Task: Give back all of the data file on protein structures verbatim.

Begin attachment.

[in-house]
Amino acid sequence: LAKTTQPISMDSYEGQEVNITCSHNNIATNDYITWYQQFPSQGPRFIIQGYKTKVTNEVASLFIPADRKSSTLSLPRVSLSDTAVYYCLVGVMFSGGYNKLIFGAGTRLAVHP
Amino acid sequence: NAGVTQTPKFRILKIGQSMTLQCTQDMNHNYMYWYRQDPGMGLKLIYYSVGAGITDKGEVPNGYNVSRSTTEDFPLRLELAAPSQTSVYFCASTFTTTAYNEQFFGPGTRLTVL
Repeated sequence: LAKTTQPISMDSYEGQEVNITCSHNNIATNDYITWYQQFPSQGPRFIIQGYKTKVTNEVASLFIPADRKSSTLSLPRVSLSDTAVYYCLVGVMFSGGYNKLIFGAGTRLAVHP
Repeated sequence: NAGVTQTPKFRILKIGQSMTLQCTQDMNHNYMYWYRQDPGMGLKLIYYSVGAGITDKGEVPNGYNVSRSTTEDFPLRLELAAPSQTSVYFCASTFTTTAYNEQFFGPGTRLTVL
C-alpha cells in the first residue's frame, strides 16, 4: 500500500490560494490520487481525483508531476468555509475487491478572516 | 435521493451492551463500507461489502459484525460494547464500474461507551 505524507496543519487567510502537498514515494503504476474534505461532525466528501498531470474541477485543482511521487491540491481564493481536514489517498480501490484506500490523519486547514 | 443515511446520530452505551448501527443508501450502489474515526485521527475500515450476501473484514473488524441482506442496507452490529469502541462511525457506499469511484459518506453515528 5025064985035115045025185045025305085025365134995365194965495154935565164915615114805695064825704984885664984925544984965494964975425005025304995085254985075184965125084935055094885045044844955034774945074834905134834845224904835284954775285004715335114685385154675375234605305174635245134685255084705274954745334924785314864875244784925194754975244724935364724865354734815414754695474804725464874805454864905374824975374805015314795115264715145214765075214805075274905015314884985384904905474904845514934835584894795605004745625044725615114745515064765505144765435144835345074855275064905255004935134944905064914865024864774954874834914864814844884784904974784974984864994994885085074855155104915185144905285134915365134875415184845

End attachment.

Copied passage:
[in-house]
Amino acid sequence: LAKTTQPISMDSYEGQEVNITCSHNNIATNDYITWYQQFPSQGPRFIIQGYKTKVTNEVASLFIPADRKSSTLSLPRVSLSDTAVYYCLVGVMFSGGYNKLIFGAGTRLAVHP
Amino acid sequence: NAGVTQTPKFRILKIGQSMTLQCTQDMNHNYMYWYRQDPGMGLKLIYYSVGAGITDKGEVPNGYNVSRSTTEDFPLRLELAAPSQTSVYFCASTFTTTAYNEQFFGPGTRLTVL
Repeated sequence: LAKTTQPISMDSYEGQEVNITCSHNNIATNDYITWYQQFPSQGPRFIIQGYKTKVTNEVASLFIPADRKSSTLSLPRVSLSDTAVYYCLVGVMFSGGYNKLIFGAGTRLAVHP
Repeated sequence: NAGVTQTPKFRILKIGQSMTLQCTQDMNHNYMYWYRQDPGMGLKLIYYSVGAGITDKGEVPNGYNVSRSTTEDFPLRLELAAPSQTSVYFCASTFTTTAYNEQFFGPGTRLTVL
C-alpha cells in the first residue's frame, strides 16, 4: 500500500490560494490520487481525483508531476468555509475487491478572516 | 435521493451492551463500507461489502459484525460494547464500474461507551 505524507496543519487567510502537498514515494503504476474534505461532525466528501498531470474541477485543482511521487491540491481564493481536514489517498480501490484506500490523519486547514 | 443515511446520530452505551448501527443508501450502489474515526485521527475500515450476501473484514473488524441482506442496507452490529469502541462511525457506499469511484459518506453515528 5025064985035115045025185045025305085025365134995365194965495154935565164915615114805695064825704984885664984925544984965494964975425005025304995085254985075184965125084935055094885045044844955034774945074834905134834845224904835284954775285004715335114685385154675375234605305174635245134685255084705274954745334924785314864875244784925194754975244724935364724865354734815414754695474804725464874805454864905374824975374805015314795115264715145214765075214805075274905015314884985384904905474904845514934835584894795605004745625044725615114745515064765505144765435144835345074855275064905255004935134944905064914865024864774954874834914864814844884784904974784974984864994994885085074855155104915185144905285134915365134875415184845